Insight without incision: Advances in noninvasive brain imaging offers improvements to epilepsy surgery

July 17, 2018
About a third of epilepsy sufferers require treatment through surgery. To check for severe epilepsy, clinicians use a surgical procedure called electrocorticography (ECoG). An ECoG maps a section of brain tissue to help clinicians ...

New drug target for remyelination in MS is identified

July 17, 2018
Remyelination, the spontaneous regeneration of the fatty insulator in the brain that keeps neurons communicating, has long been seen as crucial to the next big advance in treating multiple sclerosis (MS). However, a lack ...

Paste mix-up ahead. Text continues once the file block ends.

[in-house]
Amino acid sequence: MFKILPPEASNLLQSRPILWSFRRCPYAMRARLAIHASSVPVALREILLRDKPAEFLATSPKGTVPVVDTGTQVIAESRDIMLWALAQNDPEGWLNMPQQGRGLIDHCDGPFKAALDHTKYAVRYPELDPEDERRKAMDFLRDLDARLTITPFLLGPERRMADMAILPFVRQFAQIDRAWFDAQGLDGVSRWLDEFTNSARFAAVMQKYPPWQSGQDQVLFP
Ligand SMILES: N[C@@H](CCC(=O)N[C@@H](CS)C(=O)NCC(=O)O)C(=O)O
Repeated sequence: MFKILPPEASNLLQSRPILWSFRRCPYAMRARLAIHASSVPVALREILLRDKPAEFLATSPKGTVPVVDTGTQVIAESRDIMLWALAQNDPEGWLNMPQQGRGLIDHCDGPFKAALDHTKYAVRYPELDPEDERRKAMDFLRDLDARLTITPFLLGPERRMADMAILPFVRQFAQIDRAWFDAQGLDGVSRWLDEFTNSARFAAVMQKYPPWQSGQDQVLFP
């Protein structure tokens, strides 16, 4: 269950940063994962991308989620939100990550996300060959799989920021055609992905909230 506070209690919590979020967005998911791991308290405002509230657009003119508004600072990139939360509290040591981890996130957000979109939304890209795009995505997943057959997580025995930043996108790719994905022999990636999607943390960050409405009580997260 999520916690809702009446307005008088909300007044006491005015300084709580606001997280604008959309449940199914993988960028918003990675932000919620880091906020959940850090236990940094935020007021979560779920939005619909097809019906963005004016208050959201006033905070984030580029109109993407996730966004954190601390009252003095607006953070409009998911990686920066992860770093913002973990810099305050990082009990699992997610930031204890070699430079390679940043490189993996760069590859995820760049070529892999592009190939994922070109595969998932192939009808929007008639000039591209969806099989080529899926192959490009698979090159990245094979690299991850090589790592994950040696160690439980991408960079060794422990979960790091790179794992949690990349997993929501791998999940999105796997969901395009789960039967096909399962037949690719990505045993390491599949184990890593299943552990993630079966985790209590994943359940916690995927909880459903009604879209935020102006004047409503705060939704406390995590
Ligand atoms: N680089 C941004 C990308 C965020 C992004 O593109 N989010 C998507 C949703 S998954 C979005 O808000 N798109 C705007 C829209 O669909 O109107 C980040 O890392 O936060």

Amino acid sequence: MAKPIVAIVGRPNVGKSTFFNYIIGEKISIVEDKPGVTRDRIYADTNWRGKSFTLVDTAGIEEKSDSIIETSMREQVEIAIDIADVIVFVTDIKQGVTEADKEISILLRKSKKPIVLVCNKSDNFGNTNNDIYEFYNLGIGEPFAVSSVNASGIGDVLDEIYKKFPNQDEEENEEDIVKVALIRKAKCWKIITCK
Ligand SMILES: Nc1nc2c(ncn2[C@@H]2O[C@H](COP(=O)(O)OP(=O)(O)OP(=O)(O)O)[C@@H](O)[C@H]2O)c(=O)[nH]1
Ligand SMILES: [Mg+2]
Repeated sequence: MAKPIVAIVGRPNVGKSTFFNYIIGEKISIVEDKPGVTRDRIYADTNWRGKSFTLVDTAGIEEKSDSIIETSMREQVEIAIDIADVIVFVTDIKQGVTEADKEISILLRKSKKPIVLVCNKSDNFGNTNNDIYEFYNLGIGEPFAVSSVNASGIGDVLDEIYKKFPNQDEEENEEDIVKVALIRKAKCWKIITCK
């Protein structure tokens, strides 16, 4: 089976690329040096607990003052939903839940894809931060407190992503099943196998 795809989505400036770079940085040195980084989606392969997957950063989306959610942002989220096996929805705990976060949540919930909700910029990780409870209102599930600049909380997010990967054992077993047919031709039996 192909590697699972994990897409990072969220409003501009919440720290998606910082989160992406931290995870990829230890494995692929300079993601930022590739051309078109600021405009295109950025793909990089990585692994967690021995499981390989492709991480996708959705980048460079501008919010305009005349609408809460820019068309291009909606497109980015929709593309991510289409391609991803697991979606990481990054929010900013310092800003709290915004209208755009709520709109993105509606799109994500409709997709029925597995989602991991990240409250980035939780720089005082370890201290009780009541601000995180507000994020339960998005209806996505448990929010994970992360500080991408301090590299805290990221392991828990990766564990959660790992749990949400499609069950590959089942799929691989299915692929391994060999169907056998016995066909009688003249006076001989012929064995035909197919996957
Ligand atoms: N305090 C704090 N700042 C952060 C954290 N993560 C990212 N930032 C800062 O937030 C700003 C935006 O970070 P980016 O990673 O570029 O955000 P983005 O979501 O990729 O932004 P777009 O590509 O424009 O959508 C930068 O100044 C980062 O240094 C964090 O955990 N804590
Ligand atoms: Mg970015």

Artificial neural networks now able to help reveal a brain's structure

July 17, 2018
The function of the brain is based on the connections between nerve cells. In order to map these connections and to create the connectome, the "wiring diagram" of a brain, neurobiologists capture images of the brain with ...

Convergence of synaptic signals is mediated by a protein critical for learning and memory

July 16, 2018
Inside the brain, is a complex symphony of perfectly coordinated signaling. Hundreds of different molecules amplify, modify and carry information from tiny synaptic compartments all the way through the entire length of a ...

1 comment

Adjust slider to filter visible comments by rank

Display comments: newest first

RobertKarlStonjek
not rated yet Mar 21, 2017